The children’s commissioner for England is calling on internet giants and toy-makers to be more transparent about the data they are collecting on children (BBC). She has published a report: ‘Who Knows What About Me‘. I was asked by Talk Radio to think about the ethics of putting photos of your kids online, and at what age you should start asking for consent, what it means for data harvesting and online marketing, how it might affect people’s on/offline behaviour as they get older.
Lovely talking to you Dr B ??
— Eamonn Holmes (@EamonnHolmes) November 8, 2018
Here’s the audio:
and the segment was apparently reused later in the programme (thankfully with a reference to Manchester Metropolitan University!)
- Media/digital education have often focused more on the risks, can we change the conversation? Digital literacy remains key.
- In a consumerist society where everything is driven by money, sharing is encouraged = drives advertising $, therefore the government needs to push (based on research). At Manchester Metropolitan University we teach students a unit on ethical and responsible marketing.
- It should not be the default for everyone to have all this data, marketing companies collect quality over quantity just because they can (also think quals vs quants data) – I don’t have a FitBit (mix of reasons relating to disordered eating, and not wanting my entire life to be tracked, although aware my Smartphone does a lot of that).
- Marketing ideally should be seeking a win-win relationship – matching ‘buyer’ and ‘seller’
- Are fears every time a new technology comes in – need to be focusing on the right questions (e.g. screentime vs screen content; data collection individually vs aggregate).
- As the technology changes, expect the legislation to proactively engage, but also need to ensure the companies are being held accountable (academics are well used to undertaking ethical processes in their research, and are accountable to the public for this).
- There’s the question of which platform content is being shared on – a bounded space such as Facebook (choose audience) or a public site such as Instagram – and also how much information the particular picture gives away, and be talking about this from an early age (conversation is key)
- Think about campaigns such as 5Rights – in which data can be wiped at age 18 *as a historian this feels a shame, but archives have never kept all information anyway!
- Remembering that life is not risk free – and we can’t be struck inactive by fears, balanced with not being over-blase about what we share.
Articles Drawn Upon:
Articles I’ve written/quoted in:
- Tech Talk: Sharenting – what’s the right approach? with @citymothers (October 2018) – includes top tips
- #SID2017 – Are people ‘over-sharenting’? #DigitalParenting (February 2017)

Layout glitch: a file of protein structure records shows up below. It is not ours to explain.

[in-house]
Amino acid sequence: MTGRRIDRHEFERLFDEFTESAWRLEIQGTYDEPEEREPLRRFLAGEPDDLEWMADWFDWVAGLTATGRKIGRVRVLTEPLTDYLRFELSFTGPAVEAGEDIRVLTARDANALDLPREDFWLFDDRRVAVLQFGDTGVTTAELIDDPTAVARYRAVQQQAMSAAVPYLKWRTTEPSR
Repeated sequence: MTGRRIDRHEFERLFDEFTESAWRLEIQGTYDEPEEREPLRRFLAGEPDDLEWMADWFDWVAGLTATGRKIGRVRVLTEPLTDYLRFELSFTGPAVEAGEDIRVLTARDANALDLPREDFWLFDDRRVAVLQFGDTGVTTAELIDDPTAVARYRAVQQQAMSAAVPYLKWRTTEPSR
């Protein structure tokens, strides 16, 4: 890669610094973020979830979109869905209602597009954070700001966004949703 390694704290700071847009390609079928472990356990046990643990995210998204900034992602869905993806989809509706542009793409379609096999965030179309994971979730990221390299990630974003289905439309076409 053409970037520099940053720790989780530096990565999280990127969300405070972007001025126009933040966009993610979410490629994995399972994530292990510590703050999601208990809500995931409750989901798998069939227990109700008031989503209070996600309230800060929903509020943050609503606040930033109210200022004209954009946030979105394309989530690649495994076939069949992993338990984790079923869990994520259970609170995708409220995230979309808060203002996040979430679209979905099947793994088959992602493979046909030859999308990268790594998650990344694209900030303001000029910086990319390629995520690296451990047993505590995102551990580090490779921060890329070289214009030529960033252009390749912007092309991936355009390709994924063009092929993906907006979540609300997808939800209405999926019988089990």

- The ‘sharent’ trap – should ?you ever put your ?children on social media? (May 2018)
Some stuff from LSE Children/Media Project:
- Sharenting – in whose interests? (May 2017): Considering the difference between a legal model and a public health model (digital literacy), as there’s no consensus on what is appropriate to ‘sharent’. Includes 7 recommendations for managing sharing about children online.
- Tiger Mom 2.0: (Over)parenting for a digital future? (July 2017): Talks about those who have grown up in the first generation of ‘helicopter parenting’ are now parents, and the pressure to share online ‘perfect parenting’, and the normalising of perfection.
- Under the limelight: Celebrity parents sharenting (September 2017): Drawing upon research from Portugal, triggered by Cristiano Ronaldo posting many pictures of his son. Highlights the indirect benefits of sharenting for parents, but questions the lack of control of data for children who have no control over what is shared.
- Could a child sue their parents for sharenting? (October 2017): My thought: with the right conversations and a desire not to embarrass/upset, then hopefully a legal resolution shouldn’t be needed, but it provides an option for when relationships have broken down.
A few comments from friends:
- I have a friend in Canada whose daughter asked her to stop posting pictures of her when she was four (i.e. she realised that she didn’t know who could see her pictures and also that she didn’t get to choose how she looked in them). Her daughter, now six, will occasionally give permission for photos to be shared but it’s always her call, not her parents’.
- With my daughter, I can’t and won’t put anything up without her permission. And she asked me to take some of the previously posted pics down which I did. She’s 14.
- My mate had a kid who’s now 4. When he was a baby she didn’t put anything up/told everyone no to. Now he’s old enough she asks him if he wants something put up and everyone else does the same. She was so determined in it and made it clear every family/friends event
Digiexplorer (not guru), Senior Lecturer in Digital Marketing @ Manchester Metropolitan University. Interested in digital literacy and digital culture in the third sector (especially faith). Author of ‘Raising Children in a Digital Age’, regularly checks hashtag #DigitalParenting.